Cora E. White passed away on Thursday, November 23, 1972. She had been born Cora Abington on September 10, 1882, the daughter of Louis and Mollie Abington. She grew up in the community of the Hopewell Baptist Church, a very old African American Church south of Wentzville on Hwy N (the Boone’s Lick Road). We know she had brothers and sisters named Fred, Ardalia, John, Oregon, Tennessee and Troy. When she was a young girl of 18, she married Simon “Samuel” L. White on June 3, 1901 and they made their early home in O’Fallon on Main Street. near the home of the town’s founder, the widower Nicholas Krekel, where he lived with his daughter Bertha Krekel. Simon and Cora had several children, some whose names we will never know, because there were no records. We do know there was Margaret “Flossy”, Arthur, Sylvester, sweet Jessie who they lost when she was just 19 years old, Frona, Beulah, Tommy, Eugene, Robert, Corine (Thornton) and LuLurean (Vardeman). By the 1920s, Cora and Simon had moved their family over to “the Hill” which is today’s Sonderen, and were members of Wishwell Baptist Church. There they had more room for their family, and could raise chickens and have a larger garden because O’Fallon was growing and changing. When she passed, she joined her dear husband Simon who had preceded her in death, at Sage Chapel Cemetery.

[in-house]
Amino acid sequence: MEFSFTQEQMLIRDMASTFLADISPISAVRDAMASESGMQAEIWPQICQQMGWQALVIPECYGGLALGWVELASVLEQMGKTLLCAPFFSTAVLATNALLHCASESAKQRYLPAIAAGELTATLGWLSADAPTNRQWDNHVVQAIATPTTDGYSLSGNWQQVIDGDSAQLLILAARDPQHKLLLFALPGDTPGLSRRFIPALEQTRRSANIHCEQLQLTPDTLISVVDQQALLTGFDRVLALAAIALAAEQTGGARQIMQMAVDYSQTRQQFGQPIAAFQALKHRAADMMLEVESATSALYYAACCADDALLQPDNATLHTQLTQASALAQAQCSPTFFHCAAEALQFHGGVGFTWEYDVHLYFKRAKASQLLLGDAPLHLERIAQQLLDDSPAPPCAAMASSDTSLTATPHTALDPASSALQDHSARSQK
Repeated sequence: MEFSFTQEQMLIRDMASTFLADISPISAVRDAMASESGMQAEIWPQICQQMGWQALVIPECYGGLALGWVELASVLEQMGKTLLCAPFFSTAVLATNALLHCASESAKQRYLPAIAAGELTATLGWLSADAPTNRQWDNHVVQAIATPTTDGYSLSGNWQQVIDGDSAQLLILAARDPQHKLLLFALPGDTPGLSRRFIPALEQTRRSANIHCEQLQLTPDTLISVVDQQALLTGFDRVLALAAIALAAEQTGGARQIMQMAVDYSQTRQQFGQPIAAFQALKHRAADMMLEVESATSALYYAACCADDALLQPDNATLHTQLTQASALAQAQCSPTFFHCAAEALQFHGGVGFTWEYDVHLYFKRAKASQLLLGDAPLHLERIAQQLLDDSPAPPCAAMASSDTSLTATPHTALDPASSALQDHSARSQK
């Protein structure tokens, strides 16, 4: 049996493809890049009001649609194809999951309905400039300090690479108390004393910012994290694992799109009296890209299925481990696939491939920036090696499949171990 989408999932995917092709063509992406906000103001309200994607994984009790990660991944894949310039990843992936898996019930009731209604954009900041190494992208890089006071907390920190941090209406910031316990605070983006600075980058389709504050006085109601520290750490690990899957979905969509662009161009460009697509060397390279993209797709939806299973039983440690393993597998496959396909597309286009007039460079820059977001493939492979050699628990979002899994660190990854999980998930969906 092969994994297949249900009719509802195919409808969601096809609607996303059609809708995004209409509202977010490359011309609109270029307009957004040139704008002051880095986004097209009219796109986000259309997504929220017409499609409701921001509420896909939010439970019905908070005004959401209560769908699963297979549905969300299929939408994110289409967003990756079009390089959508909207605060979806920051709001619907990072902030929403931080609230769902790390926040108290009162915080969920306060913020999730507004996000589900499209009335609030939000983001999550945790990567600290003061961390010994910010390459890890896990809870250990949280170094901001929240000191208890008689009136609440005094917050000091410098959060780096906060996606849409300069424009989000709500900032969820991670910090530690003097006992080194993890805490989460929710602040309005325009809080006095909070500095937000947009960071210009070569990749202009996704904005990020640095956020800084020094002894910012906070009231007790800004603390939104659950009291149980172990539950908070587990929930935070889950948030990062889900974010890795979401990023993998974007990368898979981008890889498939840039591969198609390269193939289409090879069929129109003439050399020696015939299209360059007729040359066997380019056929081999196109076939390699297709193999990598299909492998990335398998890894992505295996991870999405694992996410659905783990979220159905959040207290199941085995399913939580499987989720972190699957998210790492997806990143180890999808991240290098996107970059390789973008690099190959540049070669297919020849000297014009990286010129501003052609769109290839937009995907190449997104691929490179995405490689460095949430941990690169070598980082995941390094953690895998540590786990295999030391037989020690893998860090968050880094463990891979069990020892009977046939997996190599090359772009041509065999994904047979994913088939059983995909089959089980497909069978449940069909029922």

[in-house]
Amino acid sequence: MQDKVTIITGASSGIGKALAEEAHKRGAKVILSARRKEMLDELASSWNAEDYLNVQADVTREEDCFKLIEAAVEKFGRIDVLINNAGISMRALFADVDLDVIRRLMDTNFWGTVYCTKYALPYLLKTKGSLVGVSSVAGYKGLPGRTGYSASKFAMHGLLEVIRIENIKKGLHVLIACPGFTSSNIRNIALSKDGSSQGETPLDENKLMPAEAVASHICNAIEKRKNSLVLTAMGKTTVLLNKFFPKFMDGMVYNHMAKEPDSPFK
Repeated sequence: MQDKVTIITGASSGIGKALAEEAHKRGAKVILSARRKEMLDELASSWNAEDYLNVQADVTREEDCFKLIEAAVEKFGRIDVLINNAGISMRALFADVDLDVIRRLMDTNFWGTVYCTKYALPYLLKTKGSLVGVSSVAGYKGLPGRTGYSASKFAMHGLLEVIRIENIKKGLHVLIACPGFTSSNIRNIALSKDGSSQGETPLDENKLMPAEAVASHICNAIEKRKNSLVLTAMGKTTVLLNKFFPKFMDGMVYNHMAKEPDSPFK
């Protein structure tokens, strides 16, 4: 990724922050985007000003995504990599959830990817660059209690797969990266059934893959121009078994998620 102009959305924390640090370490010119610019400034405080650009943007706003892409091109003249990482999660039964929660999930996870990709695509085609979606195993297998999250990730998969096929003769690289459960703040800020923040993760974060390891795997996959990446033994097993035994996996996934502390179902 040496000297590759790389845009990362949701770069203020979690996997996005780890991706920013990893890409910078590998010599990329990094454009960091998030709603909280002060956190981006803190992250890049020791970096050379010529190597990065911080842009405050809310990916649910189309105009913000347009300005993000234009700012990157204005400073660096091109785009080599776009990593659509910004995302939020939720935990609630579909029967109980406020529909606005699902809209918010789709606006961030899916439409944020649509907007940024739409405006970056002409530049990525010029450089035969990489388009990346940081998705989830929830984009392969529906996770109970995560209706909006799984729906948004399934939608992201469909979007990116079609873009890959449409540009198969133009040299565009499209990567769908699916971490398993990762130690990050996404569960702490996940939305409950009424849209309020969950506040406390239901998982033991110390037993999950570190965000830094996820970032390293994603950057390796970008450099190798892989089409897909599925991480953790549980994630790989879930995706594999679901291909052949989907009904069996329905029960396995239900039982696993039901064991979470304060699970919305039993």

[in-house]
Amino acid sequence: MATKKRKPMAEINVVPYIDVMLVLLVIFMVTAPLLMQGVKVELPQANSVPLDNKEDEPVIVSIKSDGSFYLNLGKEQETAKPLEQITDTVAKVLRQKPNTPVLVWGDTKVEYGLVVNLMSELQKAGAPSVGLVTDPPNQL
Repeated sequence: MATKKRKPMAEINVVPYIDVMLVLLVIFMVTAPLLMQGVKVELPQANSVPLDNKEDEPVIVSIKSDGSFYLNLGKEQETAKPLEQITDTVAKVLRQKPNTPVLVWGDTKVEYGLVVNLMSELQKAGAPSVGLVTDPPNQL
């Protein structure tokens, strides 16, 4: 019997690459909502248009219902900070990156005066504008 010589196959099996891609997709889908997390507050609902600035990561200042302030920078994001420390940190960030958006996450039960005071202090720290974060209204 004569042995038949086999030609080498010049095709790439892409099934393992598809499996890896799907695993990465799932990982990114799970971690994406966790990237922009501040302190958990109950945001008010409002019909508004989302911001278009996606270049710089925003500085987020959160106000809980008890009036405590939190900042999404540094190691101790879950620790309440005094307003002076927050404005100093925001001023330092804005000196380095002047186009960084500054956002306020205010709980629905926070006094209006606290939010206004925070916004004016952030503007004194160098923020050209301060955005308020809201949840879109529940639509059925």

On August 20th, in 1881, Mahala (Keithly) and her husband Jasper Costlio had transferred to the Trustees of an African Methodist Episcopal Church for the use by the Conference, one acre of land, which became known as Sage Chapel Cemetery. This was done so that the former slaves of Samuel Keithly could continue to be buried in this cemetery. That same deed conveyed a one-half acre parcel on Sonderen Street to be used for a church known as Sage’s Chapel. The members of Cravens Methodist, and Wishwell Baptist, also located on Sonderen Street, also used this cemetery to bury their families. None of these churches or their records exist anymore. Sage Chapel Cemetery is a former African American community cemetery that is maintained by the City of O’Fallon, Missouri, located at 8500 Veterans Memorial Parkway. It has 117 documented burials of which only 37 have headstones, of these we know that 17 were born enslaved. (2018) May they rest in peace “As long as a name can be spoken, that person shall not be forgotten.”